TOPEKA — Kansas lawmakers have hit the halfway point of their annual session and they haven’t had a hearing on a Medicaid expansion plan or pushed an education funding bill out of committee in the face of a court mandate to boost spending on public schools.
And the GOP-dominated Legislature doesn’t just appear to be slow-walking new Democratic Gov. Laura Kelly’s big initiatives. Despite Republican supermajorities, an income tax relief bill that GOP leaders consider an urgent priority hasn’t cleared both chambers.
Top Republicans began a long weekend Thursday by arguing that lawmakers’ annual 90-or-so-day session is not unusually sluggish and that committees have laid a foundation for key debates in March and early April. But the first big votes on a wide range of big issues including school funding, Medicaid expansion and even abortion aren’t coming until after the second half starts next week.
The lack of movement on school funding raises the most questions about whether lawmakers are dawdling too much. The Kansas Supreme Court ruled last year that funding isn’t sufficient, and the state must tell the court by April 15 how it fixed the problem. The Republican attorney general urged lawmakers to pass a bill by March 15; Kelly called on them to do it by Thursday.
“I don’t know that I’m happy with the amount of work we’ve done,” said state Sen. Randall Hardy, a moderate Republican from central Kansas. “I would have preferred to see school finance dealt with already. I would have liked to have had a discussion about Medicaid expansion.”
Kelly took office last month promising a bipartisan governing style , joining new Democratic governors in Michigan and Wisconsin in breaking the GOP’s lock on their state governments. Her supporters believe voters repudiated her GOP predecessors’ conservative fiscal policies and want quick action to help schools and expand the state’s Medicaid health coverage for the needy.
Yet the new governor seemed destined to clash with top Republicans. The Legislature emerged from last year’s elections more conservative, and GOP leaders are a formidable obstacle to Medicaid expansion and other Kelly initiatives. Republican leaders’ top priority is seeing that individuals and businesses don’t pay more in state income taxes because of changes in federal tax laws at the end of 2017.
Kansas legislators typically don’t start making decisions about the state budget even in committee until March, and the final decisions on the biggest issues often get crammed into a frenetic week in May or occasionally even early June. Also, the Legislature is still far from its record 114-day sessions in 2015 and 2017, when taxes and school funding also were big issues.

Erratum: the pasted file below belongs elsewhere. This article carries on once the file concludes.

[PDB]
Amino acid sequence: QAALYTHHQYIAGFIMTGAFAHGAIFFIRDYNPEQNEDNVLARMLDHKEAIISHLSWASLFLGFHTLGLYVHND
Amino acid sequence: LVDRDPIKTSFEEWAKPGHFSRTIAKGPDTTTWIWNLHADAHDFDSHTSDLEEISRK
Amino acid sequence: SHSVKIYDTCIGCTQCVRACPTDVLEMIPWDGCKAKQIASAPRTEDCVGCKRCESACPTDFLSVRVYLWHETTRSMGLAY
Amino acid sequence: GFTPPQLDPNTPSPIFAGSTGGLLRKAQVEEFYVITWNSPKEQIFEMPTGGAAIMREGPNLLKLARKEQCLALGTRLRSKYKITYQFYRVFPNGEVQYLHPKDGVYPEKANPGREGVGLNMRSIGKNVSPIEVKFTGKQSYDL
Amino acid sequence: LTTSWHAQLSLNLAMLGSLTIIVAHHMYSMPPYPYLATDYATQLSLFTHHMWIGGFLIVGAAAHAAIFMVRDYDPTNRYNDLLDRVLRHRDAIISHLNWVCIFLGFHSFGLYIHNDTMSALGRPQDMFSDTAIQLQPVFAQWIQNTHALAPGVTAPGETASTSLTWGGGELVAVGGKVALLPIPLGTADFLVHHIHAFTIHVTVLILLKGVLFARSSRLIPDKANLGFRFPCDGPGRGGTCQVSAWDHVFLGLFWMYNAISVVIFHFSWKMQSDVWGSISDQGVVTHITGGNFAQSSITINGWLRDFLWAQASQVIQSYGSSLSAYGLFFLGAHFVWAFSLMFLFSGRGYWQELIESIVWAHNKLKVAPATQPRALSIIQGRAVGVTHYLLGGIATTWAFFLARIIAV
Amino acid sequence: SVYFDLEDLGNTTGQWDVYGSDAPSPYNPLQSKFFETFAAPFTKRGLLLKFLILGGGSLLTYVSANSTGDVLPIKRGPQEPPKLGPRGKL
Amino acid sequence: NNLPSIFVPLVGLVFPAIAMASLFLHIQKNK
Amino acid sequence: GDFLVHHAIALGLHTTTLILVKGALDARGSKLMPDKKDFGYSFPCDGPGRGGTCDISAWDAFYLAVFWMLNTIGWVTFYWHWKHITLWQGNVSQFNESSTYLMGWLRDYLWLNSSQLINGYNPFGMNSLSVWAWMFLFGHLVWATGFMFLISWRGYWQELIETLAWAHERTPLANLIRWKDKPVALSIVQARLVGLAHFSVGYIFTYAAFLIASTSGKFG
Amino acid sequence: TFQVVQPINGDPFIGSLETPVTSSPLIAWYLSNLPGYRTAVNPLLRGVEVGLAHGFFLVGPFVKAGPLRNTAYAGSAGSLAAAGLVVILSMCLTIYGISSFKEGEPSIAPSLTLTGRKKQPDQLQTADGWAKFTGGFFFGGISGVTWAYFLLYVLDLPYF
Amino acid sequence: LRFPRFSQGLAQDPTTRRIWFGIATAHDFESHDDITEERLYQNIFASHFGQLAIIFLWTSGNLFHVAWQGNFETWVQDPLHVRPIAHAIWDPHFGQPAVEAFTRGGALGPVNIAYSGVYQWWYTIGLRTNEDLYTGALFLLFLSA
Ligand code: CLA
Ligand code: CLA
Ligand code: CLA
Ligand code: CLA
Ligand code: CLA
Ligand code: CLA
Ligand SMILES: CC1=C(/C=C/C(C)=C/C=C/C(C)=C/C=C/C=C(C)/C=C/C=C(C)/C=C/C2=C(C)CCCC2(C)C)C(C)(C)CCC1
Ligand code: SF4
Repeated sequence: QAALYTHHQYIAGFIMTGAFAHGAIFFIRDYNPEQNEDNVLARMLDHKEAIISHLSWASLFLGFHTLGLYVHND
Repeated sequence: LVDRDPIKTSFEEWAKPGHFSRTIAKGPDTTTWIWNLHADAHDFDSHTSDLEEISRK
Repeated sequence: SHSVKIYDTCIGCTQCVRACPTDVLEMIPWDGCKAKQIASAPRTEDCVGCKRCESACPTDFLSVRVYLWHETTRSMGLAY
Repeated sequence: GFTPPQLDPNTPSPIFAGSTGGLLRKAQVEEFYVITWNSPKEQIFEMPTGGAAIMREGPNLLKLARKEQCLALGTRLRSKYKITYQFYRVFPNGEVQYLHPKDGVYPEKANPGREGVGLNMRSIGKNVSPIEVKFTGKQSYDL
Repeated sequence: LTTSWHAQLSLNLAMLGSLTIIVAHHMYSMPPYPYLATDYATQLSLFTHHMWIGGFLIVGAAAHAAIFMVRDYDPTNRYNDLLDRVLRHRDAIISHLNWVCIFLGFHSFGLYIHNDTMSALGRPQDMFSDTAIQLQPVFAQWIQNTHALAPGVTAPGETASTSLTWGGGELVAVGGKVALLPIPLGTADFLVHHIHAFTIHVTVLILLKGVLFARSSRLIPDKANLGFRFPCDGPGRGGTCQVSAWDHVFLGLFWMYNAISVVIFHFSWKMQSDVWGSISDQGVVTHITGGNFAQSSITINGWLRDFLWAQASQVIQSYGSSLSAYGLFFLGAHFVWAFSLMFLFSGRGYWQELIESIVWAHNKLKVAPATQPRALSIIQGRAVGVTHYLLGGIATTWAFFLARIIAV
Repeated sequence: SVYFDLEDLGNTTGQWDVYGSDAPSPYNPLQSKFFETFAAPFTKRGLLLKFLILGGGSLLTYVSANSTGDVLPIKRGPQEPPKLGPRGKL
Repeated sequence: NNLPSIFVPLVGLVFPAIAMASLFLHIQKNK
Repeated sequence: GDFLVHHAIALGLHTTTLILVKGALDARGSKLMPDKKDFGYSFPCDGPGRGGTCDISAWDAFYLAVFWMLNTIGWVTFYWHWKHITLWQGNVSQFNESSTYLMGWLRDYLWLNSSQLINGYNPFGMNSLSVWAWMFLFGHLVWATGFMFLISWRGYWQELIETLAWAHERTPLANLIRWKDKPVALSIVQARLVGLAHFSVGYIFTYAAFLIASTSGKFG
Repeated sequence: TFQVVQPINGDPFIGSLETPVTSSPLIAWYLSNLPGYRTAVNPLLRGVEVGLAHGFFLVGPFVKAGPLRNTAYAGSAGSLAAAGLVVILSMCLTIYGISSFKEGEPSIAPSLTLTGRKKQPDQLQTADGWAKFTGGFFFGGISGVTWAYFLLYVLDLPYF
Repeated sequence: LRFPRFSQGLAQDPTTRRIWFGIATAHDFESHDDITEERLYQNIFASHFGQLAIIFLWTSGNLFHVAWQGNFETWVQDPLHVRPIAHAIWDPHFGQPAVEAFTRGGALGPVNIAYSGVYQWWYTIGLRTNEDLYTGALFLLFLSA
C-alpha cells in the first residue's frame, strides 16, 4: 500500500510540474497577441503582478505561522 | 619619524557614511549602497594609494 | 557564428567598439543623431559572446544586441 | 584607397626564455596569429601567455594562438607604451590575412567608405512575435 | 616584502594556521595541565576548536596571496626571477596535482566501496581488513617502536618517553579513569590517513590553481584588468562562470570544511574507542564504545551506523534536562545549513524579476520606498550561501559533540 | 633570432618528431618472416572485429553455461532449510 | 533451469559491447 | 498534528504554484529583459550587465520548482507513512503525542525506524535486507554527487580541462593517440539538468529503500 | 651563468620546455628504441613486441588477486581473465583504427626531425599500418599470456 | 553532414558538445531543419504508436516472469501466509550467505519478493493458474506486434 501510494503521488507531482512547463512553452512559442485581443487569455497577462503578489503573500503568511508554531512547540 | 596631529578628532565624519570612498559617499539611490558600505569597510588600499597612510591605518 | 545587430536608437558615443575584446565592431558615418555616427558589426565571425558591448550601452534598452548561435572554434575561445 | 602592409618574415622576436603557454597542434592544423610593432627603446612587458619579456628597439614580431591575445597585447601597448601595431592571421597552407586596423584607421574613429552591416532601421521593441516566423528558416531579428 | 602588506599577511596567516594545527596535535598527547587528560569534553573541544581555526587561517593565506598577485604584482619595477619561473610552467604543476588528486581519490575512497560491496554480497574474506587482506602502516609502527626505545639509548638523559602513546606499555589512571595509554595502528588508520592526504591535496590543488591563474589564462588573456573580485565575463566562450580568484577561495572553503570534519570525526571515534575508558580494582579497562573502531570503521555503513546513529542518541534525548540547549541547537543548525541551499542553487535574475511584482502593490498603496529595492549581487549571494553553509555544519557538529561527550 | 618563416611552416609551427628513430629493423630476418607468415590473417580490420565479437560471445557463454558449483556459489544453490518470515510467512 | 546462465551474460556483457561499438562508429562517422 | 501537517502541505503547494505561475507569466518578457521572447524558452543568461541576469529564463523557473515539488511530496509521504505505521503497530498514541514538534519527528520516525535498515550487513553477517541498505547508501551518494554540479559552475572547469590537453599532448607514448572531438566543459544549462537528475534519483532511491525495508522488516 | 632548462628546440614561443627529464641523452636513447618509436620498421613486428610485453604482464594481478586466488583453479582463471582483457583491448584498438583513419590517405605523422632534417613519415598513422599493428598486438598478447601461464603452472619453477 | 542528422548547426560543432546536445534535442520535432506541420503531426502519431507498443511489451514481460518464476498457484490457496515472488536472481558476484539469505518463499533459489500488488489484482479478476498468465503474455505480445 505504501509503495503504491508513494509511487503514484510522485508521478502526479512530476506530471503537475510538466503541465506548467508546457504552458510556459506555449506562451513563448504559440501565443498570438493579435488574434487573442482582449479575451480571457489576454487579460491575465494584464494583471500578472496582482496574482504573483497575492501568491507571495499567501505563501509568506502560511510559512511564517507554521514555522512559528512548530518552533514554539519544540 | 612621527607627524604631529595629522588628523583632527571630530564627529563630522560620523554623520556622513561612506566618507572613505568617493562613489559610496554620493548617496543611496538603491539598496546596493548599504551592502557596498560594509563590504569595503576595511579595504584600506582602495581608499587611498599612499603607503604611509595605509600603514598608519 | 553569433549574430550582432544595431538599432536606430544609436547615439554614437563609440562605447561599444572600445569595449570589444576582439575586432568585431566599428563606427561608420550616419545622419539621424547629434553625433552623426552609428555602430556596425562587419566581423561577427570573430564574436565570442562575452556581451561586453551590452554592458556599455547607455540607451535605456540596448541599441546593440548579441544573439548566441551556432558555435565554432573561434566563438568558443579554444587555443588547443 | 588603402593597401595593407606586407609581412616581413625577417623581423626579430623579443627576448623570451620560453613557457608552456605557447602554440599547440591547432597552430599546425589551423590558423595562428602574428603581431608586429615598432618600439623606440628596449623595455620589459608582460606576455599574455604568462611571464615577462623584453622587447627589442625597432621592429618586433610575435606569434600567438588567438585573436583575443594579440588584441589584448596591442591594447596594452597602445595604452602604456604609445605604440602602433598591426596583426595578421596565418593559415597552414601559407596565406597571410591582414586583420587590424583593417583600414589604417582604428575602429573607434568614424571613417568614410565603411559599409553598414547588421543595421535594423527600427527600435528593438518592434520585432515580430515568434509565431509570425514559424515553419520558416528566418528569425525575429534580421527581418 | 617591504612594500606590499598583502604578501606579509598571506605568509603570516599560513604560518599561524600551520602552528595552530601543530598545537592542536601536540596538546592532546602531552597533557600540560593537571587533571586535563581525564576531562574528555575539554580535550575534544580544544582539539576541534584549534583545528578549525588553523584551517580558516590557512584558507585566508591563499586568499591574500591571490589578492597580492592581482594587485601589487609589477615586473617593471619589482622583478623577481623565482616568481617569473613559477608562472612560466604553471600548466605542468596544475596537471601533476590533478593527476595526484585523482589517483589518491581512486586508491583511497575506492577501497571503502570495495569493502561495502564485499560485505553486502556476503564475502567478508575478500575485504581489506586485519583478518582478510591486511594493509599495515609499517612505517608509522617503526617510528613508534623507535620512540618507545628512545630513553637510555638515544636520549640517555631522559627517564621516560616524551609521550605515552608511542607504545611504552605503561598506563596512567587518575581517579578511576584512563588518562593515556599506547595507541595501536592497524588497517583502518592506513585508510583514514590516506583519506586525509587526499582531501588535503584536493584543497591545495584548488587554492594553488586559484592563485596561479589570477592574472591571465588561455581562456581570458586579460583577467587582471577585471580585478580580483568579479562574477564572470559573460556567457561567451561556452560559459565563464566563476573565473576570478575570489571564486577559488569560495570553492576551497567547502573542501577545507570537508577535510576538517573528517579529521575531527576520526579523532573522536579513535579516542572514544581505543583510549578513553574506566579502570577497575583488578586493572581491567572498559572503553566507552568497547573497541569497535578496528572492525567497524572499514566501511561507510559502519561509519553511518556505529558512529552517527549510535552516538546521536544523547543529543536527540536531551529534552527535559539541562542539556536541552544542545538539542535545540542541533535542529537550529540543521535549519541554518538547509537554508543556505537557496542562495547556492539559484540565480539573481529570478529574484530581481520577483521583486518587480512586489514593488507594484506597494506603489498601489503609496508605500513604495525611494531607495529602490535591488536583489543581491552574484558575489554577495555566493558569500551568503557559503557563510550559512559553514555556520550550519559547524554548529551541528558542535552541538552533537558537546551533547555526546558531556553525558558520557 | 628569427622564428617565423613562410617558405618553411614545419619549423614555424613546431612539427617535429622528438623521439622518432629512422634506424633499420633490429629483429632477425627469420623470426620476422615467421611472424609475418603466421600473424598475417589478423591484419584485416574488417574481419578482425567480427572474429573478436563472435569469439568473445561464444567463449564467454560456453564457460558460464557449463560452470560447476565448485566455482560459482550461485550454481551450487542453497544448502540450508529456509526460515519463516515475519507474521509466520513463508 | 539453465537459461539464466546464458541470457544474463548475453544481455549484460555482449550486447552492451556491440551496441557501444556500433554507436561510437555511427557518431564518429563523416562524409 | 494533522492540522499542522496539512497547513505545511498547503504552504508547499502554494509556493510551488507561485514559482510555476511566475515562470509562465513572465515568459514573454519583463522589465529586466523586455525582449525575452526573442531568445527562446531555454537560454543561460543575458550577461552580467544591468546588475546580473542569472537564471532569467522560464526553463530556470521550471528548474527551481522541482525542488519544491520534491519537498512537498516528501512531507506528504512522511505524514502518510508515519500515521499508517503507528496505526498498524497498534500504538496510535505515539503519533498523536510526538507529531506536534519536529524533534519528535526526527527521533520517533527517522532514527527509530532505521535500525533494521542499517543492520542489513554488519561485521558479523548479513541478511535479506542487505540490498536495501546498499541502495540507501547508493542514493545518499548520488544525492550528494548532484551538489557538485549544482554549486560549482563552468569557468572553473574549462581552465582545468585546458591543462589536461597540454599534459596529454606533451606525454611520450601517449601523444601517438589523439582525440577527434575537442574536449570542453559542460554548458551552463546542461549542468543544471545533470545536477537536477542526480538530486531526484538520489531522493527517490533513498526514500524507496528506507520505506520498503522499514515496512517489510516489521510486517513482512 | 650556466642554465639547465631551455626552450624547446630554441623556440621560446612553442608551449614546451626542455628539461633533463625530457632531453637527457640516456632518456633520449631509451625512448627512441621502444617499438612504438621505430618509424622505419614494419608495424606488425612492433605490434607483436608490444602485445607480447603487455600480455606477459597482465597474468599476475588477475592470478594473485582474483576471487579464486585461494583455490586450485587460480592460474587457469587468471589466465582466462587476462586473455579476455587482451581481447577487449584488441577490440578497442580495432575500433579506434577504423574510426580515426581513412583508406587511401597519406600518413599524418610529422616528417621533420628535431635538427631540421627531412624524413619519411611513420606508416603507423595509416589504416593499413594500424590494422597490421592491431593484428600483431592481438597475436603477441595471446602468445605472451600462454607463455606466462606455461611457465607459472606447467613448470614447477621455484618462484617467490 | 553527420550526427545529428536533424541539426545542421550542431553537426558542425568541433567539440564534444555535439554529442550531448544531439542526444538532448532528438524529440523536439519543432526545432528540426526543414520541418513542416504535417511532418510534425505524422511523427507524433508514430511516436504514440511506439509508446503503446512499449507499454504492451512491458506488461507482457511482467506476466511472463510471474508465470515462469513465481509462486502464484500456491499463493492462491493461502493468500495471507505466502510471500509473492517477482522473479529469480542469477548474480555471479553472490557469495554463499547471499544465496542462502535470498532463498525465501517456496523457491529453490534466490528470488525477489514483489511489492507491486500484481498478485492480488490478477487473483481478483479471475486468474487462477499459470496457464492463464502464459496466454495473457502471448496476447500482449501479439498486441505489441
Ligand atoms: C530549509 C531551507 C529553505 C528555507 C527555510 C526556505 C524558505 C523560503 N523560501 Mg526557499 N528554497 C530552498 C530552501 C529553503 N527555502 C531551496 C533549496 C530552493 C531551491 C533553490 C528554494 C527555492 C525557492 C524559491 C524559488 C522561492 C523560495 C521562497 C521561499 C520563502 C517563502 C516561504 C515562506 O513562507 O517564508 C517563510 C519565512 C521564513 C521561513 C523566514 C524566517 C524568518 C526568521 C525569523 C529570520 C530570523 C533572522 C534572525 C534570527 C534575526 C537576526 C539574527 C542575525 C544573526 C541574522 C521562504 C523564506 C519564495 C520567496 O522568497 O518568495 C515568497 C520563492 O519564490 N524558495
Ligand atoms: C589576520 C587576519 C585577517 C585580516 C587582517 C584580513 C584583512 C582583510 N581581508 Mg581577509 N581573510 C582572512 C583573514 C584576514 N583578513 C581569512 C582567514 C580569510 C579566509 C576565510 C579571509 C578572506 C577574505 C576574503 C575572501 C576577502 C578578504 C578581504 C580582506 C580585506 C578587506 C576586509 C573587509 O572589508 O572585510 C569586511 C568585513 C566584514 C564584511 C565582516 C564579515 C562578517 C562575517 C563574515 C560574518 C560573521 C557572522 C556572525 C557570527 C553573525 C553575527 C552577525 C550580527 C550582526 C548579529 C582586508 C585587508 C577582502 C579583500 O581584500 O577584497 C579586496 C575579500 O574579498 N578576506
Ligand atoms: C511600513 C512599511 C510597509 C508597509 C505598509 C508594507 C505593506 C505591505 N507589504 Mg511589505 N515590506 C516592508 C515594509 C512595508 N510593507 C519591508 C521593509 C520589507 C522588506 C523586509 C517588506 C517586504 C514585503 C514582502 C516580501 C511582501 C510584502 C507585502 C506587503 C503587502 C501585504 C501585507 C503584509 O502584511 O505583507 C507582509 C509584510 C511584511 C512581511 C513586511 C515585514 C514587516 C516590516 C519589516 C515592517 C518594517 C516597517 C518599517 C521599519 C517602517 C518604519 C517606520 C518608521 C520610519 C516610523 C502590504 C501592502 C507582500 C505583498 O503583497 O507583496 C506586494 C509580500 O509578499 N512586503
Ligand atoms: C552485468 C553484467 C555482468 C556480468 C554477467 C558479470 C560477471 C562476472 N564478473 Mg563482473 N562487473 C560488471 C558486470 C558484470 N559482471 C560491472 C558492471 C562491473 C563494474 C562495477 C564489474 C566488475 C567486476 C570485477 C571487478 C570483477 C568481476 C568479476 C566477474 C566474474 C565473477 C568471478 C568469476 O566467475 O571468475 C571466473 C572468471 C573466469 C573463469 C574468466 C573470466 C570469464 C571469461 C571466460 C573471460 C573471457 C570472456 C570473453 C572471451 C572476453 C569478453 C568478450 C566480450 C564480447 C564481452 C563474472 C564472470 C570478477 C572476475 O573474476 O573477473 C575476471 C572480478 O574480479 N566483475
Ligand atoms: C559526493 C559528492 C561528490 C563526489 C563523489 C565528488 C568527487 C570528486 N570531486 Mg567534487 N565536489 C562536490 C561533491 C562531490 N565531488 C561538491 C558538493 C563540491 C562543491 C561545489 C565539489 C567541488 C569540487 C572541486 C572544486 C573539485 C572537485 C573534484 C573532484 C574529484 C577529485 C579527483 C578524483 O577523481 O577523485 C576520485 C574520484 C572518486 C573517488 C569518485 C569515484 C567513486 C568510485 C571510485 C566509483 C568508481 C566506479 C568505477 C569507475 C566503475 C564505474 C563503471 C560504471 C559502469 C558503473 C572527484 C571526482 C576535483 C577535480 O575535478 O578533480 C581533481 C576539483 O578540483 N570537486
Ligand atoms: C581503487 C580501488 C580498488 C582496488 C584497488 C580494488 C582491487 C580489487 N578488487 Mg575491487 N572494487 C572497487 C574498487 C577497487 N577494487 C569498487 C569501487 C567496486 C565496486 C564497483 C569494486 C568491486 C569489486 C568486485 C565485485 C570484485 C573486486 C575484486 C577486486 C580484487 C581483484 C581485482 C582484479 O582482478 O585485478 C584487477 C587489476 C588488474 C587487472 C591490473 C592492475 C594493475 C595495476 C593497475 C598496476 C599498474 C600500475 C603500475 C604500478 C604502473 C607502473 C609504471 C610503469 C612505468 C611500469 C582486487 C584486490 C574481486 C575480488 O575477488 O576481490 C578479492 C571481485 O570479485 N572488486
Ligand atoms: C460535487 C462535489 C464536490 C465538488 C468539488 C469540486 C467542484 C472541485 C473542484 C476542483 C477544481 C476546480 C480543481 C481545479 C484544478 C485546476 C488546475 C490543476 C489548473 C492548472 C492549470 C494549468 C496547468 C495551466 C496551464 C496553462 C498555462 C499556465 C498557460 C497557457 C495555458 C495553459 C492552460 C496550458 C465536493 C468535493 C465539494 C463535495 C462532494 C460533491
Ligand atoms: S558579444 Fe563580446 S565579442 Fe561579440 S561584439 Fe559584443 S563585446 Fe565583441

“All the big stuff is still out there but, you know, that’s what the second half is for,” said House Majority Leader Dan Hawkins, a conservative Wichita Republican.
But educators and some legislators, particularly Democrats, are restless about school funding because Kansas is stuck in the last stage of a lawsuit filed in 2010 by four local school districts. A Democratic effort to short-circuit the committee process failed this week in the Senate.
“It’s disappointing that the Legislature is not demonstrating urgency to meet the court deadline,” Kelly said in a statement Thursday. “It’s time for legislative leaders to put politics aside and focus on meeting the needs of our students and teachers.”
Republican leaders said a school funding bill is coming soon, and a Senate committee has a hearing set for next week on Kelly’s plan to boost education funding by roughly $90 million a year.
The Supreme Court has issued a series of rulings in recent years to force lawmakers to increase spending. A law enacted last year will phase in a $548 million increase in aid to the state’s 286 school districts by the 2022-23 school year.
The court declared it still isn’t sufficient to provide a suitable education for every child because the law didn’t properly account for inflation in recent years. Mark Desetti, a lobbyist for the state’s largest teachers’ union, said the fix is “within easy reach.”
“Just put in the additional amount of money for the inflation factor and you’re done in court,” Desetti said.
But Republican leaders contend it’s not that simple. For one thing, they question whether the state can sustain the extra spending over time without increasing taxes.
Several also said they also want to consider whether the extra dollars should be targeted to programs for at-risk students. Others contend that the state should strive to hold schools accountable by making data about students’ performance more accessible to parents.
Meanwhile, Republicans face their own frustrations with the tax relief bill. The Senate passed the measure three weeks ago, with all but two of the 28 Republicans supporting it.
Before approving it this week, a House committee added a politically popular provision to decrease the state’s sales tax on groceries. GOP leaders considered having the full House debate the bill within days, but opted to wait, acknowledging that they need to get a better handle on members’ views.
“We wanted to provide tax certainty for Kansans, because they’re filing their income taxes right now,” said Senate President Susan Wagle, a conservative Wichita Republican. “I am disappointed that they haven’t seen it as a priority.”